Arts & Life

Restoring Michelangelo's David

Plans to Clean Masterpiece Spark Art World Controversy

  • Playlist
  • Download
  • Embed
    <iframe src="" width="100%" height="290" frameborder="0" scrolling="no" title="NPR embedded audio player">

Plans to clean Michelangelo's David have many in the art world up in arms. The famous statue is housed in the museum Galleria dell'Accademia in Florence, Italy. Sylvia Poggioli, NPR News hide caption

Enlarge image.
toggle caption Sylvia Poggioli, NPR News
Statues waiting to be restored

A group of statues waiting to be restored in the offices of the Opificio Delle Pietre Dure. Sylvia Poggioli, NPR News hide caption

toggle caption Sylvia Poggioli, NPR News
Marble and stone in the Opificio courtyard

Marble and stone from all over the Mediterranean and Asia sit in the courtyard of the Opificio, where they will be used for "spare parts" in restored art works. Sylvia Poggioli, NPR News hide caption

toggle caption Sylvia Poggioli, NPR News
Restorer at work

An Opificio worker cleans a statue of St. Matthew by Donatello. Sylvia Poggioli, NPR News hide caption

toggle caption Sylvia Poggioli, NPR News

Michelangelo's marble statue of David will turn 500 years old next year. Art conservation authorities in Florence, Italy, where the Renaissance masterpiece is located, have decided it needs sprucing up. But an intense debate is under way over whether to subject the nude giant to a dry cleaning or to give it a bath. And the dispute is raising questions about art restoration in general. NPR's Sylvia Poggioli reports from Florence.

Leading the project to restore David is the Opificio Delle Pietre Dure, Italy's premier restoration institute for stone and marble. Every statue in the city is under its care and supervision. The Opificio's restorers plan to clean David by applying compresses of distilled water to the marble surface to draw away dirt. But the method is so controversial that Agnese Paronchi, a veteran restorer who had been first chosen to clean David, resigned in protest last April.

The problem, Paronchi explains, is that dust settles unevenly on sculptures. She argues that compresses of distilled water should not be used because they act in a uniform manner — they're too harsh and could cause damage.

"If I use that method," Paronchi tells Poggioli in Italian, "I'll end up with a hunk of marble in the shape of David."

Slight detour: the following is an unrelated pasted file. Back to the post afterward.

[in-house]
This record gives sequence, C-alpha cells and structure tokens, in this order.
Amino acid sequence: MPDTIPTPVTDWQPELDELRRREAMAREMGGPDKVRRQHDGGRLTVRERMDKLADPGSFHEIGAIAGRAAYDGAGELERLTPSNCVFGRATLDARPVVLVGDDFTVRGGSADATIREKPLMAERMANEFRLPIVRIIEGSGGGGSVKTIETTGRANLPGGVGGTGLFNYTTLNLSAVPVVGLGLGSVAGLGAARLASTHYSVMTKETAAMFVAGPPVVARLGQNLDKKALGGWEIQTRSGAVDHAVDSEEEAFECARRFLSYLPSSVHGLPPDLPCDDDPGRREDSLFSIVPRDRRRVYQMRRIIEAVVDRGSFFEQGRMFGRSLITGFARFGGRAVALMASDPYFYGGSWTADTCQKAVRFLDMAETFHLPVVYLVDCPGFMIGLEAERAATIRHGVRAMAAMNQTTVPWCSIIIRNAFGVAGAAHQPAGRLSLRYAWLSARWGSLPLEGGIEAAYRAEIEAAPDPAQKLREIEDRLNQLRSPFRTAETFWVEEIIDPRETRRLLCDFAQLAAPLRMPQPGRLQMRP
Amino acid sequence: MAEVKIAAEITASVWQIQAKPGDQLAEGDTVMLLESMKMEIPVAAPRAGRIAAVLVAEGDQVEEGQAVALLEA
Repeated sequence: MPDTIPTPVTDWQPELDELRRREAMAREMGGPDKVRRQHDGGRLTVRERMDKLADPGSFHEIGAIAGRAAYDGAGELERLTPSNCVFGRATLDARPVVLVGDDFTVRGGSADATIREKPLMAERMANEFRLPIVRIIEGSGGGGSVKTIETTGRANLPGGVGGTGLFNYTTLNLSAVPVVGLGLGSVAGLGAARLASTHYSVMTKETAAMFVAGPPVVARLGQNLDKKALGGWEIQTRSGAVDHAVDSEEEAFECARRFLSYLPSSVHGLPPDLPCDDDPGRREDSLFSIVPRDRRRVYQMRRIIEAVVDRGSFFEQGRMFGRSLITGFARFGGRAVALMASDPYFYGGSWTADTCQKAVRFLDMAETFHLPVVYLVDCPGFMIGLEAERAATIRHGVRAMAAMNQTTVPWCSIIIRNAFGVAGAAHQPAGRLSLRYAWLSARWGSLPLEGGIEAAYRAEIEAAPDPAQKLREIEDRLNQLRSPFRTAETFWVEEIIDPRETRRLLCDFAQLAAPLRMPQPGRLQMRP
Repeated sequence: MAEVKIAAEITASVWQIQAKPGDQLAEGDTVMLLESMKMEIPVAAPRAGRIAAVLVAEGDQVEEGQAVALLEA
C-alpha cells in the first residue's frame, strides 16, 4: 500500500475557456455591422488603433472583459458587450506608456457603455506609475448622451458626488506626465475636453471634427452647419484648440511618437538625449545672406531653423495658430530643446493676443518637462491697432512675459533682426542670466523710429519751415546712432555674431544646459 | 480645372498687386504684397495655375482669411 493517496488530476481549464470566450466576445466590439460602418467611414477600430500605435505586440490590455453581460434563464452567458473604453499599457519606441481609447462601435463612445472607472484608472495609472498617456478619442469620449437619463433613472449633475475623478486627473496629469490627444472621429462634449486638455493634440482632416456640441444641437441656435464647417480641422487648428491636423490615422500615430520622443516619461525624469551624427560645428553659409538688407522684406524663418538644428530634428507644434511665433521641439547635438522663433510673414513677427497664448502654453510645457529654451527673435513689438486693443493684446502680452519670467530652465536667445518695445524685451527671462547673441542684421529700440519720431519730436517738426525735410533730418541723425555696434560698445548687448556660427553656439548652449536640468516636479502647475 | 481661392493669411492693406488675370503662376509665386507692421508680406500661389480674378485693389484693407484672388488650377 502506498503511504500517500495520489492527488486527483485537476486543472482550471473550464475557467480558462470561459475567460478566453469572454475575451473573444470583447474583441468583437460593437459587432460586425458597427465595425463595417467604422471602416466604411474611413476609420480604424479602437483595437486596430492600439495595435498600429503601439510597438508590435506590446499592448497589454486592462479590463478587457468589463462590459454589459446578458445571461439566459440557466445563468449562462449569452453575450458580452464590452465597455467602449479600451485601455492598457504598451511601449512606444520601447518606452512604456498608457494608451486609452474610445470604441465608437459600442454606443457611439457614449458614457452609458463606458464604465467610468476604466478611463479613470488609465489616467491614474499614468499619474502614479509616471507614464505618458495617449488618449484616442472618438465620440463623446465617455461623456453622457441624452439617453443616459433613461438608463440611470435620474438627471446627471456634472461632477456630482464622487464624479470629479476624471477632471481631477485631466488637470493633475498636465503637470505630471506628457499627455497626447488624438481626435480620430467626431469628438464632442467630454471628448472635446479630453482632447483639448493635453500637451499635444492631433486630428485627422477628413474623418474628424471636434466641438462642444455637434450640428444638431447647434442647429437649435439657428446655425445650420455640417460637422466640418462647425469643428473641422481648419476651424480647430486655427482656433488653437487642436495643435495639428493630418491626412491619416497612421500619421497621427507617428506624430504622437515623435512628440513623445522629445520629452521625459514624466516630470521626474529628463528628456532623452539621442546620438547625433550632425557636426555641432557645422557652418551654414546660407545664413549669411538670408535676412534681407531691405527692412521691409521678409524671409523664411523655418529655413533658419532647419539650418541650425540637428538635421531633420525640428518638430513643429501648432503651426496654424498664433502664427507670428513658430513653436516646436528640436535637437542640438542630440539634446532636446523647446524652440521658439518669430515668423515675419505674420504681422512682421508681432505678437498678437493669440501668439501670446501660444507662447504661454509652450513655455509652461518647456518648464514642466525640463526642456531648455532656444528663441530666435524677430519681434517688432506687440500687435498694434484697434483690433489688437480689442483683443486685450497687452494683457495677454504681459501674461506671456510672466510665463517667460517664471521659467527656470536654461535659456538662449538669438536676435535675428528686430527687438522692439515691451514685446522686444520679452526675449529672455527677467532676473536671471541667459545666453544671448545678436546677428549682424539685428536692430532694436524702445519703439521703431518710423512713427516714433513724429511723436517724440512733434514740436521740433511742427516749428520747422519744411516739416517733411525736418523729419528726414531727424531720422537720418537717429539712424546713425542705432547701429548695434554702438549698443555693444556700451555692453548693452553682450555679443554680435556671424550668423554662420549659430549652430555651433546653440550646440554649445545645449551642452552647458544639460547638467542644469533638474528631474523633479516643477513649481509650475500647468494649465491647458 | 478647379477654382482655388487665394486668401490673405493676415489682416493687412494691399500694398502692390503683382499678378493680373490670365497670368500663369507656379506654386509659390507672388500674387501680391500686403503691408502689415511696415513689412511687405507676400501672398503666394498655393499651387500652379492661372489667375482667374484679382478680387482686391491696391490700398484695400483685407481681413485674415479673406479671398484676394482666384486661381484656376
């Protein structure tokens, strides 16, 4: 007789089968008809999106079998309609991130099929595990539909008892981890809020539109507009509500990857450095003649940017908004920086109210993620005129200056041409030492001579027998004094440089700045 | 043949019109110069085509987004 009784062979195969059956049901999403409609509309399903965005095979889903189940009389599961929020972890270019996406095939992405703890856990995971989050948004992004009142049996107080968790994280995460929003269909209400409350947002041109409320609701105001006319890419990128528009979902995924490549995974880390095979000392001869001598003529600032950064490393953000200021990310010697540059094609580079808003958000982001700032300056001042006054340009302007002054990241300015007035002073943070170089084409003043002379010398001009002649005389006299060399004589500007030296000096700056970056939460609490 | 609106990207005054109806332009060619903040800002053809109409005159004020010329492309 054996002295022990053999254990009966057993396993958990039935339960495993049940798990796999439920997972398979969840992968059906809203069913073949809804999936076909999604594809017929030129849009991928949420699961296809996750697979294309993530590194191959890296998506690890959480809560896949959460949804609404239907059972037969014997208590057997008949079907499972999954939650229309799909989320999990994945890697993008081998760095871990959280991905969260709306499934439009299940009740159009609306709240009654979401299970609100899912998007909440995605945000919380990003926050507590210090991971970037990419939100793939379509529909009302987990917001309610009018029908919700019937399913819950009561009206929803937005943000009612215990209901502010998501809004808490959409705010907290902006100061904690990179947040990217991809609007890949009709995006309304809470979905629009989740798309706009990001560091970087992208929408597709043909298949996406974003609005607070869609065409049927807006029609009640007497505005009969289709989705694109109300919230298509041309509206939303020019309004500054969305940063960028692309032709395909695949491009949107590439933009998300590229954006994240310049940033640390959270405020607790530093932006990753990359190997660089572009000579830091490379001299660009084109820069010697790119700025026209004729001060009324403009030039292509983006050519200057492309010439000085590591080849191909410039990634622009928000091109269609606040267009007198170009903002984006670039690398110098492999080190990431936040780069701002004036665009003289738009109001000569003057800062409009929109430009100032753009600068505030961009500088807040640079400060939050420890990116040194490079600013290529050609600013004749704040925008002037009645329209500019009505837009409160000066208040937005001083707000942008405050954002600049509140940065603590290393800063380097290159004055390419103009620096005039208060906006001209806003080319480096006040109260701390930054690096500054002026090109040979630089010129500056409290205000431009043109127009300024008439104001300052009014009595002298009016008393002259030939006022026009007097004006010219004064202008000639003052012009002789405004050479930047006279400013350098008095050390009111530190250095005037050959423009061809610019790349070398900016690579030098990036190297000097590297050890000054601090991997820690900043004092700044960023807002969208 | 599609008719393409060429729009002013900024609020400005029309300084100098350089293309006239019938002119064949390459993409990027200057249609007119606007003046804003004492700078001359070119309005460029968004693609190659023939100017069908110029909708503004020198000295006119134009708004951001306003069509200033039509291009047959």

Among those who share Paronchi's opposition to the current plans to clean David is Columbia University professor James Beck. He has organized a petition addressed to the Italian cultural authorities — and signed by about 50 art scholars from around the world — asking for a halt to the project. Instead, Beck has proposed the creation of a commission of experts to judge all possible restoration methods.

Beck has long criticized the profit motives he says are often behind restoration projects — which open opportunities for spin-off books, exhibits and the lucrative lecture circuit. Moreover, he derides as "pseudo science" the battery of chemical and other tests restorers use to determine what art works originally looked like.

"The terrible truth is that all those things can aid a restorer, but the restorer is the one who decides what to take off and what to put back on," Beck says. "And there is no science that can do that, any more than there is any science that can paint an Impressionist painting."

Another concerned scholar is Ross King. He has written about the poor restoration of Leonardo da Vinci's "Last Supper" — the colors on the fresco are now faded and pale. King says that catastrophe should serve as a warning about both the seductive promises of science and the zealous interventions of the restoration industry.

The controversy rages on, but as of now, the David cleaning project is set to begin in September.



Please keep your community civil. All comments must follow the Community rules and Terms of Use. NPR reserves the right to use the comments we receive, in whole or in part, and to use the commenter's name and location, in any medium. See also the Terms of Use, Privacy Policy and Community FAQ.

NPR thanks our sponsors

Become an NPR sponsor

Support comes from